A curfew went into effect on Wednesday evening, and several government buildings in Louisville's downtown area were closed in anticipation of the demonstrations. Fischer announced on Thursday afternoon that the original 72-hour curfew would extend through the weekend, as would the closures of government buildings.

"This step helps us balance our responsibility to keep everyone—protesters, first responders and bystanders—safe, while still allowing people the time and space to voice their calls for racial justice and equity during the day," Fischer said in a tweet announcing the curfew extension.

In addition to Fischer's curfew, LMPD cancelled all vacation and time-off requests for all personnel earlier this week to bolster its response to the anticipated protests, which began immediately following the grand jury's announcement.

On Wednesday afternoon, a grand jury charged one former LMPD officer with three felony counts of wanton endangerment in connection with the shooting that took Taylor's life. Taylor, a 26-year-old Black woman, was at home with her boyfriend, Kenneth Walker, the night of March 13 when officers tried to serve a no-knock warrant to her Louisville apartment. Walker later told police he believed the officers were intruders and fired a gun in their direction when they forcibly entered the home. The officers returned fire, and Taylor was fatally struck.

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The grand jury did not indict the other officers involved in the incident. Kentucky Attorney General Daniel Cameron said Wednesday that the federal investigation into the case was ongoing.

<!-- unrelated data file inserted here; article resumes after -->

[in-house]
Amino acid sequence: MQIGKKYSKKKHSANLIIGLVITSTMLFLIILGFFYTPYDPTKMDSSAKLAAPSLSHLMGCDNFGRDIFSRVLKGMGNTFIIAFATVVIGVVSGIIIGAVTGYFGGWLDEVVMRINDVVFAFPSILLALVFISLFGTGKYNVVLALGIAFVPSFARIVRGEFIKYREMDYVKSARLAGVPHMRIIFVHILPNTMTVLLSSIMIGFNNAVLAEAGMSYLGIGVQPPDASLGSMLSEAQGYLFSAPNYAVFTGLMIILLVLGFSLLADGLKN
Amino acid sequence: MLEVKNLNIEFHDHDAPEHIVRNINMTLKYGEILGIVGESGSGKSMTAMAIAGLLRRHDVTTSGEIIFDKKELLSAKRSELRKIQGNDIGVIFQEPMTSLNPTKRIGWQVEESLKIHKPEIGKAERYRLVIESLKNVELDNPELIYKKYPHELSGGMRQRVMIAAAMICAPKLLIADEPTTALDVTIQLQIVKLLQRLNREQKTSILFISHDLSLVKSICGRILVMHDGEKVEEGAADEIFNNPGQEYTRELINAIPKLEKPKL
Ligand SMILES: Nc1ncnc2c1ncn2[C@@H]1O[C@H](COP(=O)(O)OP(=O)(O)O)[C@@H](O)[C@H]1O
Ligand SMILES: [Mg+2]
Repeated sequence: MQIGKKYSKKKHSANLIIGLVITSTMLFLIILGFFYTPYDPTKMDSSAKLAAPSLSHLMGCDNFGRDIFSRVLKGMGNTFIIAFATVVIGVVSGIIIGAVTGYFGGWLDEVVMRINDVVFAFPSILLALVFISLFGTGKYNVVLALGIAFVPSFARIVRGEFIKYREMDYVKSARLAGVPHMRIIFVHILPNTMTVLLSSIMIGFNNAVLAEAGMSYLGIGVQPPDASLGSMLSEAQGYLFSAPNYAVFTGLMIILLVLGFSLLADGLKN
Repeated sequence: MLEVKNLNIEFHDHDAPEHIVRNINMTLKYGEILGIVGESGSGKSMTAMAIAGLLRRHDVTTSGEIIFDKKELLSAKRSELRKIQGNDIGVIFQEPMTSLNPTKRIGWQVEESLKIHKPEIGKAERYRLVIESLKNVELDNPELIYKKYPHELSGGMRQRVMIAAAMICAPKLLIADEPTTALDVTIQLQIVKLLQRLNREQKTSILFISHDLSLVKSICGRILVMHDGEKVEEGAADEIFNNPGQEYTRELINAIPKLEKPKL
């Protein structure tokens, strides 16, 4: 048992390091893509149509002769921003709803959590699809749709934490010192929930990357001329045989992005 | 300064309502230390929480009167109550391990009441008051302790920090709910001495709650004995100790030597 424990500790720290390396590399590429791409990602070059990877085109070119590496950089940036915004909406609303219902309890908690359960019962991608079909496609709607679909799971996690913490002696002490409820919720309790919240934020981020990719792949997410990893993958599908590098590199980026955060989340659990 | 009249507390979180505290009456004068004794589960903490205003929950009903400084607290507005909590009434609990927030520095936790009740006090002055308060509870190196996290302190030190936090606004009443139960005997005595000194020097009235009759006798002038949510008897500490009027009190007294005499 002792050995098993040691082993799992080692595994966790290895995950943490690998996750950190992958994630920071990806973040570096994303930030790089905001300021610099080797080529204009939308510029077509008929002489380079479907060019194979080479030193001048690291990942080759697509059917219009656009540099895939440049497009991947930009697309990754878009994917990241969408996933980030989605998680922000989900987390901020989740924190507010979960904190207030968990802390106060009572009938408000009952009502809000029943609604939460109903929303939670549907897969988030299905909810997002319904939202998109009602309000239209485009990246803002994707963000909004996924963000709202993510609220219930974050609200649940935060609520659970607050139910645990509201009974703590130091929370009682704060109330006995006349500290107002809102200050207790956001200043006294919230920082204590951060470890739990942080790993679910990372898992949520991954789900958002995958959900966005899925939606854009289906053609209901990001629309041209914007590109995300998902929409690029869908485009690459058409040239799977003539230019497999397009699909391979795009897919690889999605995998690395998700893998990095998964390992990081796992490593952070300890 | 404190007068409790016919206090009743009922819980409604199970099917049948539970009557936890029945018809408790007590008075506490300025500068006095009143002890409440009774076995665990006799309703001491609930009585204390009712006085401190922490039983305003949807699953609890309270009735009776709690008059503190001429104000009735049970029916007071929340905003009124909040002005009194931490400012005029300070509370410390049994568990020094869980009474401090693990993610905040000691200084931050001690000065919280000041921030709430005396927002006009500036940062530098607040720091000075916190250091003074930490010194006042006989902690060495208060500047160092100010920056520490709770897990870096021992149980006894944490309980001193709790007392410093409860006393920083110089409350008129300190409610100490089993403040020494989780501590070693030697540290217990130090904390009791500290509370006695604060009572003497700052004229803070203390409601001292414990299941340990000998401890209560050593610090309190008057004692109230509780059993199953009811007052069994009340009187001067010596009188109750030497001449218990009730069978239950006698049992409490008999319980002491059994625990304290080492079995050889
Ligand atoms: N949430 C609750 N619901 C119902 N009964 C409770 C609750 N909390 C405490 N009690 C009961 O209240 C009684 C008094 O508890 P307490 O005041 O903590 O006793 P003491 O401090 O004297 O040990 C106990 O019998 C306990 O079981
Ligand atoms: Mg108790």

A new wave of protests began in Louisville and across the country as people reacted to the grand jury's announcement. In addition to the officers who were shot, Schroeder said at least two other officers were injured in Wednesday night's protests and another was spit upon. A total of 127 people were arrested in Louisville in connection with the protests, and police departments in several other cities also reported arrests and property damage following protests in their areas.

Kentucky State Police and the Kentucky National Guard assisted LMPD efforts on Wednesday and would continue to do so as needed, according to Schroeder. Beshear said he could not confirm how many Kentucky National Guard troops were expected to assist on Thursday evening but said their involvement was not meant to restrict peaceful demonstrations.

"That presence is in no way intended to stifle people's First Amendment rights to give voice to any anger, frustration," Beshear said. "It is there to both keep people safe and ensure that things like our hospitals can continue to operate when, last night, they were absolutely needed for these two officers and for those that might be suffering from COVID or other injuries."

Beshear called upon protesters to demonstrate peacefully and abide by the curfew—encouragements that Fischer and Schroeder both relayed earlier in the day.

"If you're going to demonstrate, please do so in the daylight hours. Come out, be peaceful, be heard," Fischer said. "Moving forward as a city obviously requires that we listen to each other, we respect the differences that we have, but we work toward a better future that we can own together."

Newsweek reached out to Beshear's office for further comment but did not receive a response in time for publication.